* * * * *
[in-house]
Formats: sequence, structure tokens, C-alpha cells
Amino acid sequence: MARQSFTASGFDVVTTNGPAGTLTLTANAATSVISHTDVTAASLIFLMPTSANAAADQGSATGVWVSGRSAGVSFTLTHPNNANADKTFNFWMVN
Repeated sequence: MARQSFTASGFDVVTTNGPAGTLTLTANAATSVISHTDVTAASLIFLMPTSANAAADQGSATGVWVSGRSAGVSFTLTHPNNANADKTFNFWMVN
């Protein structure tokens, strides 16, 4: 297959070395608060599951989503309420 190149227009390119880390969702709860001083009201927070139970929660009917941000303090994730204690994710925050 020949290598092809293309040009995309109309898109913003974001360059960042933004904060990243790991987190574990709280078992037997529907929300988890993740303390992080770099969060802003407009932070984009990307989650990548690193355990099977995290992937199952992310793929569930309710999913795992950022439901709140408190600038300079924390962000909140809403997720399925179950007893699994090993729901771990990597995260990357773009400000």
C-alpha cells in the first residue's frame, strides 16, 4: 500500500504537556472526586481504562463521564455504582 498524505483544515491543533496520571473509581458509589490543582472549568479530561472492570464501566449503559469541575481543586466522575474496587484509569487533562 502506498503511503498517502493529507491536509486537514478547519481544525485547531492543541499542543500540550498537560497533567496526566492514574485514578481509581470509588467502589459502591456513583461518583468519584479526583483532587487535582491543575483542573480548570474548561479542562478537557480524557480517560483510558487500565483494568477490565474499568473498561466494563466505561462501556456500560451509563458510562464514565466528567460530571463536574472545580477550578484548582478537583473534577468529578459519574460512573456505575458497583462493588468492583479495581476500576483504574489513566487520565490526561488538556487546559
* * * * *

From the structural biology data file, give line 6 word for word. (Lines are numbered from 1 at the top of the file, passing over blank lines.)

C-alpha cells in the first residue's frame, strides 16, 4: 500500500504537556472526586481504562463521564455504582 498524505483544515491543533496520571473509581458509589490543582472549568479530561472492570464501566449503559469541575481543586466522575474496587484509569487533562 502506498503511503498517502493529507491536509486537514478547519481544525485547531492543541499542543500540550498537560497533567496526566492514574485514578481509581470509588467502589459502591456513583461518583468519584479526583483532587487535582491543575483542573480548570474548561479542562478537557480524557480517560483510558487500565483494568477490565474499568473498561466494563466505561462501556456500560451509563458510562464514565466528567460530571463536574472545580477550578484548582478537583473534577468529578459519574460512573456505575458497583462493588468492583479495581476500576483504574489513566487520565490526561488538556487546559